Second-generation antipsychotic medications appear to improve some specific
clinical symptoms in patients with Alzheimer's disease but do not improve
cognition, functioning, or quality of life.
Compared with placebo, patients treated with olanzapine or risperidone
showed improvement on total scores on the Neuropsychiatric Inventory and on
the hostile suspiciousness factor of the Brief Psychiatric Rating Scale
(BPRS), according to an analysis of data from the Clinical Antipsychotic
Trials of Intervention Effectiveness—Alzheimer's Disease (CATIE-AD).
In addition to those benefits, patients taking risperidone also showed
improvement on the Clinical Global Impression of Change (CGIC) and on the BPRS
psychosis factor. The CGIC is a global assessment of clinical change over
time, based on the clinician's overall impression of change in cognitive,
behavioral, and functional symptoms. Change over time is rated on a
seven-point scale from "very much improved" to "very much
worse." The BPRS psychosis factor measures unusual thought content and
The report was posted online June 2 in AJP Advance. It will appear
in print in the July American Journal of Psychiatry.
Patients in the trial were assigned randomly to flexible-dose treatment
with olanzapine, quetiapine, risperidone, or placebo for up to 36 weeks and
could be randomly reassigned to a different medication at the clinician's
discretion. The time of reassignment was defined as the end of phase 1 and the
point at which change in symptoms was measured.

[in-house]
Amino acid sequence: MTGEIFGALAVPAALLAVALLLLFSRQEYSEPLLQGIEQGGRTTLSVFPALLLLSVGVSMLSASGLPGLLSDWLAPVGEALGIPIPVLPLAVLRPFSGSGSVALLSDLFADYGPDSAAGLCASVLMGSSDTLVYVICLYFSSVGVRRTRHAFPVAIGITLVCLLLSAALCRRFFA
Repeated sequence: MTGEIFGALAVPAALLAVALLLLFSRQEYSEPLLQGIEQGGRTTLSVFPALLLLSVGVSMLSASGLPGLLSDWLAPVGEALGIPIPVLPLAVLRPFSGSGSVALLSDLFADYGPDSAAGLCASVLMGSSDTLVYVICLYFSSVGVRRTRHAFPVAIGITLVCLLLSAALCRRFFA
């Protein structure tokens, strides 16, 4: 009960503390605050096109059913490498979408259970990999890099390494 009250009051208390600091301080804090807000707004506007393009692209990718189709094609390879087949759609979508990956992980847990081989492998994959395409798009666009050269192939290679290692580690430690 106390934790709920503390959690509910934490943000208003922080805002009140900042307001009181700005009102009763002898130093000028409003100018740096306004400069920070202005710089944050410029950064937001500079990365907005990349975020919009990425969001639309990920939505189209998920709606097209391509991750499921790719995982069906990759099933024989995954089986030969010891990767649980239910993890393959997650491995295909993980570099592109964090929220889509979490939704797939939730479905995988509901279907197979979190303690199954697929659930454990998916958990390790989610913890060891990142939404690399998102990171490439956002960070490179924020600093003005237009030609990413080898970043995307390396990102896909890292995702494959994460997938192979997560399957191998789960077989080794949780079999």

At week 12, investigators found no significant differences between patients
treated with an antipsychotic medication and those treated with placebo in
scores on measures of cognition, function, and quality of life.
The study underscores the less-than-desirable state of treatment for
Alzheimer's patients who are agitated, hostile, and aggressive. Among
psychotropic medication classes, the evidence for efficacy has been strongest
for atypical antipsychotics, and they can be beneficial in an acute situation
for patients who are dangerous to self or others. Their effects, however, are
limited to discrete symptoms and have little or no impact on long-term
functioning and quality of life, according to CATIE-AD.
"The results from this study support modest symptomatic benefit on
some rating scales," said David Sultzer, M.D., lead author of the
report. "The CATIE-AD study does not show any impact on quality of
David Sultzer, M.D.: "We know these medications have adverse
effects, but in an individual patient we are weighing those risks against
potential benefits. What CATIE-AD does is help us understand what the upside
Moreover, there are adverse effects associated with their use. A report in
the Archives of Internal Medicine last month found that hospitalization and
even death associated with use of antipsychotics in elderly patients with